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° q1 »
’1 ’1
cj+2 ’ cj+1 c0 c1 ··· c2j+2 ’ cj+1 c0 cj+1
e2j+1
I
Not all the elements of the matrix in (3.33) are vectors. An inductive proof that e2j+1 is a vector
(at least in the case when the cj are real vectors and the algebra is a division ring) was given by
Salam [43,44] and Roberts [41] using the designant forms of Sylvester™s and Schweins™ identities.
We next construct the numerator and denominator polynomials of the OPAs of f(z) and prove
(3.31) using Berlekamp™s method [3], which leads on to the construction of vector Padà approxi-
e
mants.

Deÿnitions. Given the series expansion (3.22) of f(z), numerator and denominator polynomials
Aj (z); Bj (z) ∈ A[z] of degrees ˜j ; mj are deÿned sequentially for j = 0; 1; 2; : : : ; by
’1
Aj+1 (z) = Aj (z) ’ zAj’1 (z)ej’1 ej ; (3.34)

’1
Bj+1 (z) = Bj (z) ’ zBj’1 (z)ej’1 ej (3.35)
in terms of the error coe cients ej and auxiliary polynomials Dj (z) which are deÿned for j=0; 1; 2; : : :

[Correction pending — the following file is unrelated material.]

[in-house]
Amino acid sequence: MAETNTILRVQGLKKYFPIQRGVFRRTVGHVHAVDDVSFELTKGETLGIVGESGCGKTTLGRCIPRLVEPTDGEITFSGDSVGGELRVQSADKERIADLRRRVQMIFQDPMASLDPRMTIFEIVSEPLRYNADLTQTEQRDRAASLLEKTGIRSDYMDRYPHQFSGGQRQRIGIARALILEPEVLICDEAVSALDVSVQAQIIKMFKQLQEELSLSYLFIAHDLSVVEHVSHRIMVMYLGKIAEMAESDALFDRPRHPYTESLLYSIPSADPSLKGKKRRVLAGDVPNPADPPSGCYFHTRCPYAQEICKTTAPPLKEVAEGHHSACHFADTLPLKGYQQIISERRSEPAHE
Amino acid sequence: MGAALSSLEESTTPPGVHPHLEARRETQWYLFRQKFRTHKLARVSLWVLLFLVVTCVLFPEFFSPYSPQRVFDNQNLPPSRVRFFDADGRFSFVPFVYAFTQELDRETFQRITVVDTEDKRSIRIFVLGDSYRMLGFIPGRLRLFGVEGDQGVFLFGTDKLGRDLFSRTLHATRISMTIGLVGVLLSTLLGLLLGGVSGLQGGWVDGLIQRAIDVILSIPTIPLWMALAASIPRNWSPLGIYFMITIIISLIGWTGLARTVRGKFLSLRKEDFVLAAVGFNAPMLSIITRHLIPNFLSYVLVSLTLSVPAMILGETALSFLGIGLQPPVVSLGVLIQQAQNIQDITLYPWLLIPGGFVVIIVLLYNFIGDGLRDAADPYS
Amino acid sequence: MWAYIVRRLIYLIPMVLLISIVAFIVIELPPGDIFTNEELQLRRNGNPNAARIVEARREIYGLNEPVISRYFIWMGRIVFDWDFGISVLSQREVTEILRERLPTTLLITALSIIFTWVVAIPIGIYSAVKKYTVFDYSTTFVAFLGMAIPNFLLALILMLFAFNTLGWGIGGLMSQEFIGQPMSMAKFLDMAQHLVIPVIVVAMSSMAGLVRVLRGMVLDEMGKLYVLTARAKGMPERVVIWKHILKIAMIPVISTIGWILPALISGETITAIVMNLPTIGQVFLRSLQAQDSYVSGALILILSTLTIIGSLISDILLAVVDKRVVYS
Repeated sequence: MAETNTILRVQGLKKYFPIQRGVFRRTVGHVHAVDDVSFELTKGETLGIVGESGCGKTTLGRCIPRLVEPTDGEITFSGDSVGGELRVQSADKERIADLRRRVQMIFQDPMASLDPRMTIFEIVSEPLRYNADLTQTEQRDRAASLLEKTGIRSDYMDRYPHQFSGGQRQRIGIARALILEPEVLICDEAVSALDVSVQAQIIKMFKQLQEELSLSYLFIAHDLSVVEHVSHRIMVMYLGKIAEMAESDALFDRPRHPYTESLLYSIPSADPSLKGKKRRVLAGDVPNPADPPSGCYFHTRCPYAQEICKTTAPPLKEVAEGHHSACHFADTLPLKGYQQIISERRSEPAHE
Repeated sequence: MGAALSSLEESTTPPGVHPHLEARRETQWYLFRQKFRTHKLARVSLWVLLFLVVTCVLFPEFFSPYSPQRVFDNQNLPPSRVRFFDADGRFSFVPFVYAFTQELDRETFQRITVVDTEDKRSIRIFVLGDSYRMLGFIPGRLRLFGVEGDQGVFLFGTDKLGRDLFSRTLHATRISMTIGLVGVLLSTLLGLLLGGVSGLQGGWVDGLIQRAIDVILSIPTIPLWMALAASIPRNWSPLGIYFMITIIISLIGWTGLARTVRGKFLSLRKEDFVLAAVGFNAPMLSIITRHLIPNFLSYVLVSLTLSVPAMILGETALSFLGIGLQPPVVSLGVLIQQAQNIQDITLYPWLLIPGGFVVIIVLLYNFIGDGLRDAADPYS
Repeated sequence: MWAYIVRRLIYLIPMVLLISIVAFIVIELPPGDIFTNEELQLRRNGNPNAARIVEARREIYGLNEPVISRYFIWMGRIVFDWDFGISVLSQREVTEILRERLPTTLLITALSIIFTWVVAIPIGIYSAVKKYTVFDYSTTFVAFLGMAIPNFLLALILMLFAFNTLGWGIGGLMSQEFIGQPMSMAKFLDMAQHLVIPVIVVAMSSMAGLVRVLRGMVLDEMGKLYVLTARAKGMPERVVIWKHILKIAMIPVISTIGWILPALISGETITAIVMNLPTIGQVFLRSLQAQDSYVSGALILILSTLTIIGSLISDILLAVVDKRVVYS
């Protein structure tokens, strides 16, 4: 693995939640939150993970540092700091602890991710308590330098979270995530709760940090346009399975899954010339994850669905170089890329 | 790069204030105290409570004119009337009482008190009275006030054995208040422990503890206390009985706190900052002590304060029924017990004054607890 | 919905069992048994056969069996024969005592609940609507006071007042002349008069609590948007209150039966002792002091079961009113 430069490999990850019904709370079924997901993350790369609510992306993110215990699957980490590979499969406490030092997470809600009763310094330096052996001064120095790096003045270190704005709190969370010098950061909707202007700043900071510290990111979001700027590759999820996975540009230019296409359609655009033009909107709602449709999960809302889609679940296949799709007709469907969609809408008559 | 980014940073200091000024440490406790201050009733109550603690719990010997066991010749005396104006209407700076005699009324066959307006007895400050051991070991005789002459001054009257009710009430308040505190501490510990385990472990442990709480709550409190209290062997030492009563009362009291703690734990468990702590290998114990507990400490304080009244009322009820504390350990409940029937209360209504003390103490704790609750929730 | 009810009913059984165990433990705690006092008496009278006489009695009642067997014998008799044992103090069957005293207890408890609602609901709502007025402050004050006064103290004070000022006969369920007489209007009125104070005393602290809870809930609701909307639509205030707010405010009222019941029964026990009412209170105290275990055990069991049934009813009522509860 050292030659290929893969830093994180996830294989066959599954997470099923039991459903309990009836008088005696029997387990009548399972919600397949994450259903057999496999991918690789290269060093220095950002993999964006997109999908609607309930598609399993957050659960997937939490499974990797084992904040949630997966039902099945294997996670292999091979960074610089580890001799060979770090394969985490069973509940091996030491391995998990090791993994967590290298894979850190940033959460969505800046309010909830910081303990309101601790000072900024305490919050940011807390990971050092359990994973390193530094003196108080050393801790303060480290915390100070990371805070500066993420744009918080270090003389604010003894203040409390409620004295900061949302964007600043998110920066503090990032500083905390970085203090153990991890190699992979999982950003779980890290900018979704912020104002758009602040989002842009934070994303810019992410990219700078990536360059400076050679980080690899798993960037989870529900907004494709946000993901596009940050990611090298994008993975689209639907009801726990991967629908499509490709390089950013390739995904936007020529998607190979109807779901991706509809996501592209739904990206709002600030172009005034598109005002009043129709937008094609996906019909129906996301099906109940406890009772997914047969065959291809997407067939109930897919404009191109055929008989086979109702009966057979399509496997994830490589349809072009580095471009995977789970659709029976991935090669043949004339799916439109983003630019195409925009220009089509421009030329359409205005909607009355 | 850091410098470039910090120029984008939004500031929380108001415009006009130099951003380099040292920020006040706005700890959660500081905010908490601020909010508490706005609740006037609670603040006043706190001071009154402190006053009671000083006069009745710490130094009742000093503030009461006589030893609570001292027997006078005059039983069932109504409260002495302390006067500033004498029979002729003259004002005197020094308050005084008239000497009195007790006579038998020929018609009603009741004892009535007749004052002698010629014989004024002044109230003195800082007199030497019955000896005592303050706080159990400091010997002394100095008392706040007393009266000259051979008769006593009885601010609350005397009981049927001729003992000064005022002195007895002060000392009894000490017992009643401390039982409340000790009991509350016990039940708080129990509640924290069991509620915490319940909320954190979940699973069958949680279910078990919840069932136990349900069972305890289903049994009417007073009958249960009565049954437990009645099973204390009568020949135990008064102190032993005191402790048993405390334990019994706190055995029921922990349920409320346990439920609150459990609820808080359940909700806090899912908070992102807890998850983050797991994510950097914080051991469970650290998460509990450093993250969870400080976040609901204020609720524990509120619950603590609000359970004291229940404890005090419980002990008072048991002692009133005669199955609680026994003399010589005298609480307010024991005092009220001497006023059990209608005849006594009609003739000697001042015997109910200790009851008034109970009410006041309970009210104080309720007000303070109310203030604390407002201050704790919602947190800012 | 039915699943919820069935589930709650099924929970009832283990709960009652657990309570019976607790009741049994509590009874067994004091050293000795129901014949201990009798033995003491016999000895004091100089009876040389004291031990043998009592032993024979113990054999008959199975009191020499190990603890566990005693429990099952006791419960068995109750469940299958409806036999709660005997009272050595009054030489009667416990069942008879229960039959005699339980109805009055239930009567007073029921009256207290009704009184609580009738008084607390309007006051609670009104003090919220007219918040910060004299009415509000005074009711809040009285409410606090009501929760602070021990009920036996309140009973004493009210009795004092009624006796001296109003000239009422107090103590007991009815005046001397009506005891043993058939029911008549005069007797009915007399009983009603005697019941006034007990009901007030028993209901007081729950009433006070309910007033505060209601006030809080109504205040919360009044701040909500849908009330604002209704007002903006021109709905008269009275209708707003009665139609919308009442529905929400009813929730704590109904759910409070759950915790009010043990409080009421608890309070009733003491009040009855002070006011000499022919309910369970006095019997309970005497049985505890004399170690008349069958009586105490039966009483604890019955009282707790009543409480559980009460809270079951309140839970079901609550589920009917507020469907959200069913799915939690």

by
˜
ej := [f(z)Bj (z)Bj (z)]j+1 ; (3.36)

˜ ’1
Dj (z) := Bj (z)Bj’1 (z)ej’1 : (3.37)

These deÿnitions are initialised with
A0 (z) = c0 ; B0 (z) = I; e 0 = c1 ;
A’1 (z) = 0; B’1 (z) = I; e’1 = c0 : (3.38)

Example 3.5.
’1 ’1
A1 (z) = c0 ; B1 (z) = I ’ zc0 c1 ; e1 = c2 ’ c1 c0 c1 ;

D1 (z) = c1 ’ z c1 c’1 c1 :
’1
˜ ˜0 ’1 (3.39)

Lemma 3.6.
Bj (0) = I; j = 0; 1; 2; : : : : (3.40)
68 P.R. Graves-Morris et al. / Journal of Computational and Applied Mathematics 122 (2000) 51“80


Proof. See (3.35) and (3.38).

Theorem 3.7. With the deÿnitions above; for j = 0; 1; 2; : : : ;
f(z)Bj (z) ’ Aj (z) = O(z j+1 ):
(i) (3.41)
˜
(ii) ˜j := deg{Aj (z)} = [ j=2]; mj := deg{Bj (z)} = [(j + 1)=2]; deg{Aj (z)Bj (z)} = j: (3.42)
˜ ˜
(iii) Bj (z)Bj (z) = Bj (z)Bj (z) ∈ S[z]: (3.43)

(iv) ej ∈ V: (3.44)
C

˜
(v) Dj (z); Aj (z)Bj (z) ∈ V[z]: (3.45)
C

f(z)Bj (z) ’ Aj (z) = ej z j+1 + O(z j+2 ):
(vi) (3.46)

Proof. Cases j=0; 1 are veriÿed explicitly using (3.38) and (3.39). We make the inductive hypothesis
that (i) “ (vi) hold for index j as stated, and for index j ’ 1.
Part (i): Using (3.34), (3.35) and the inductive hypothesis (vi),
f(z)Bj+1 (z) ’ Aj+1 (z) = f(z)Bj (z) ’ Aj (z) ’ z( f(z)Bj’1 (z) ’ Aj’1 (z))ej’1 ej = O(z j+2 ):
’1


Part (ii): This follows from (3.34), (3.35) and the inductive hypothesis (ii).
Part (iii): Using (3.27) and (3.35), and hypotheses (iii) “ (iv) inductively,
˜ ˜ ˜ ˜˜
Bj+1 (z)Bj+1 (z) = Bj (z)Bj (z) + z 2 Bj’1 (z)Bj’1 (z)|ej |2 |ej’1 |’2 ’ z[Dj (z)ej + e j Dj (z)] ∈ S[z]
˜ ˜